Andrew Riddle (Partner at ASI), Waterdown

For millennia, the Grand River served as a highway for the First Nations people of Southern Ontario, connecting broad expanses of the Golden Horseshoe inland to Lake Erie. The banks of the Grand River have sometimes been characterized as one long archaeological site, and that proved to be true for a large property in Brant County that ASI has been working on for the last seven years. In all, we ended up documenting over 150 archaeological sites that range from 10,000-year-old campgrounds to nineteenth century homesteads.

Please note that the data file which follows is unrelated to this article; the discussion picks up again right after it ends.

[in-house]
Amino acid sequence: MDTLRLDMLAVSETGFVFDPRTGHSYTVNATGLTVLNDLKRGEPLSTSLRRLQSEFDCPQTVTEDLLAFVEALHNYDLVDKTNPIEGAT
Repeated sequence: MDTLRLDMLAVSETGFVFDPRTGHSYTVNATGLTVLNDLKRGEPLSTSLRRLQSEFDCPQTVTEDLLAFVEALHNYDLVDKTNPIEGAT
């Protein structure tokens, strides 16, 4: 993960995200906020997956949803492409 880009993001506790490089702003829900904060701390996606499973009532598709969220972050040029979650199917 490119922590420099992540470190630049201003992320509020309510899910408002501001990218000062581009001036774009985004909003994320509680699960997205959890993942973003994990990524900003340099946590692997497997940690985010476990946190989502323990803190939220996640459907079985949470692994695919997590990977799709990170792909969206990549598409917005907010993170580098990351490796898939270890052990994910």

The depth and breadth of the artifacts we uncovered is truly astonishing. The stone tools pictured above were collected from a single site, and represent over 8,000 years of serial occupation by Indigenous people. Located on a small rise by the river, this ideal camping spot revealed artifacts dating from the Middle Archaic to the Late Woodland periods – approximately 6000 BC to AD 1600. The varieties of stone used to make the above tools were not all locally available, thus serving as evidence of far-flung human mobility and extensive exchange networks that crisscrossed Ontario and into neighbouring states, facilitated in no small part by the movement of people and their belongings along the Grand River.

The work I have done along the Grand River has made the past come alive for me, and gave me a better appreciation for the rich and deep history of Indigenous peoples in Ontario.